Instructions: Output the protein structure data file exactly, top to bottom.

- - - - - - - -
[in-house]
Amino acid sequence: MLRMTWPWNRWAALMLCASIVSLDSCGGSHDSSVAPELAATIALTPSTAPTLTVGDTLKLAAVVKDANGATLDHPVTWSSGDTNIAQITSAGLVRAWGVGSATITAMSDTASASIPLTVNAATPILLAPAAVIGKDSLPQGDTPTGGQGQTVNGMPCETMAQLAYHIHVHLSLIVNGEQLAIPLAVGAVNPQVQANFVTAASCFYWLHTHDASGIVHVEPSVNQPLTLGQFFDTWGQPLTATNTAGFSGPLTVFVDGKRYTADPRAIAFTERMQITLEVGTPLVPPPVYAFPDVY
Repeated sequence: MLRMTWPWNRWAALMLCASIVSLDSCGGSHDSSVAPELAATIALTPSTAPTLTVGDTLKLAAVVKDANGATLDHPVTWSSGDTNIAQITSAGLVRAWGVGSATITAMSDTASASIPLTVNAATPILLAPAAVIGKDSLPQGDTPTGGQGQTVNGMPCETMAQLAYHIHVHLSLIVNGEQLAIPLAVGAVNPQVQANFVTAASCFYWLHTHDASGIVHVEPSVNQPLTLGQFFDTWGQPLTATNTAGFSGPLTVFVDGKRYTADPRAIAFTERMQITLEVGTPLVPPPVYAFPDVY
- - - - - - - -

[in-house]
Amino acid sequence: MLRMTWPWNRWAALMLCASIVSLDSCGGSHDSSVAPELAATIALTPSTAPTLTVGDTLKLAAVVKDANGATLDHPVTWSSGDTNIAQITSAGLVRAWGVGSATITAMSDTASASIPLTVNAATPILLAPAAVIGKDSLPQGDTPTGGQGQTVNGMPCETMAQLAYHIHVHLSLIVNGEQLAIPLAVGAVNPQVQANFVTAASCFYWLHTHDASGIVHVEPSVNQPLTLGQFFDTWGQPLTATNTAGFSGPLTVFVDGKRYTADPRAIAFTERMQITLEVGTPLVPPPVYAFPDVY
Repeated sequence: MLRMTWPWNRWAALMLCASIVSLDSCGGSHDSSVAPELAATIALTPSTAPTLTVGDTLKLAAVVKDANGATLDHPVTWSSGDTNIAQITSAGLVRAWGVGSATITAMSDTASASIPLTVNAATPILLAPAAVIGKDSLPQGDTPTGGQGQTVNGMPCETMAQLAYHIHVHLSLIVNGEQLAIPLAVGAVNPQVQANFVTAASCFYWLHTHDASGIVHVEPSVNQPLTLGQFFDTWGQPLTATNTAGFSGPLTVFVDGKRYTADPRAIAFTERMQITLEVGTPLVPPPVYAFPDVY